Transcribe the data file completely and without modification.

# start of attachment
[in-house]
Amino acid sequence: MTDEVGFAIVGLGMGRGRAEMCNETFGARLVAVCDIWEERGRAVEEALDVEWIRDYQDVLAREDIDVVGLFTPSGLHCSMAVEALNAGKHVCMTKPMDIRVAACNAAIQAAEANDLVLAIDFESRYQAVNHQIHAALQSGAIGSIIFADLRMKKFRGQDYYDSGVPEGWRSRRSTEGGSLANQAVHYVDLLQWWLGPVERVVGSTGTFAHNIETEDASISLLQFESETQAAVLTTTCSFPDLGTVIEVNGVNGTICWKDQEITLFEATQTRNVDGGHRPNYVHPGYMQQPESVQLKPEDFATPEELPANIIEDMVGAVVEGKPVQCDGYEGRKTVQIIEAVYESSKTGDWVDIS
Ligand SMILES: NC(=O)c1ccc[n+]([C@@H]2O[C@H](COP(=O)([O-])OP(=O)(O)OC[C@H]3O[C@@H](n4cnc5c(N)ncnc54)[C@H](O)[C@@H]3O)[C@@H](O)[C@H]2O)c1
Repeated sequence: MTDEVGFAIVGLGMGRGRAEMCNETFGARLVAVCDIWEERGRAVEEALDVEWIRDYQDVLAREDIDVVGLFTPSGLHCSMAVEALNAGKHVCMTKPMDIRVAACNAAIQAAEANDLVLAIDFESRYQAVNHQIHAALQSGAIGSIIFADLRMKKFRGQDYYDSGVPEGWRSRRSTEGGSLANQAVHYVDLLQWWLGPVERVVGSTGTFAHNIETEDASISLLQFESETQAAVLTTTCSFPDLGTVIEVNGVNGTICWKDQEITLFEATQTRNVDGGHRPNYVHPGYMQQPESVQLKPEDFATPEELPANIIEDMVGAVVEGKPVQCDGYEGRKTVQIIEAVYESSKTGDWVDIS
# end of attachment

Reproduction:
[in-house]
Amino acid sequence: MTDEVGFAIVGLGMGRGRAEMCNETFGARLVAVCDIWEERGRAVEEALDVEWIRDYQDVLAREDIDVVGLFTPSGLHCSMAVEALNAGKHVCMTKPMDIRVAACNAAIQAAEANDLVLAIDFESRYQAVNHQIHAALQSGAIGSIIFADLRMKKFRGQDYYDSGVPEGWRSRRSTEGGSLANQAVHYVDLLQWWLGPVERVVGSTGTFAHNIETEDASISLLQFESETQAAVLTTTCSFPDLGTVIEVNGVNGTICWKDQEITLFEATQTRNVDGGHRPNYVHPGYMQQPESVQLKPEDFATPEELPANIIEDMVGAVVEGKPVQCDGYEGRKTVQIIEAVYESSKTGDWVDIS
Ligand SMILES: NC(=O)c1ccc[n+]([C@@H]2O[C@H](COP(=O)([O-])OP(=O)(O)OC[C@H]3O[C@@H](n4cnc5c(N)ncnc54)[C@H](O)[C@@H]3O)[C@@H](O)[C@H]2O)c1
Repeated sequence: MTDEVGFAIVGLGMGRGRAEMCNETFGARLVAVCDIWEERGRAVEEALDVEWIRDYQDVLAREDIDVVGLFTPSGLHCSMAVEALNAGKHVCMTKPMDIRVAACNAAIQAAEANDLVLAIDFESRYQAVNHQIHAALQSGAIGSIIFADLRMKKFRGQDYYDSGVPEGWRSRRSTEGGSLANQAVHYVDLLQWWLGPVERVVGSTGTFAHNIETEDASISLLQFESETQAAVLTTTCSFPDLGTVIEVNGVNGTICWKDQEITLFEATQTRNVDGGHRPNYVHPGYMQQPESVQLKPEDFATPEELPANIIEDMVGAVVEGKPVQCDGYEGRKTVQIIEAVYESSKTGDWVDIS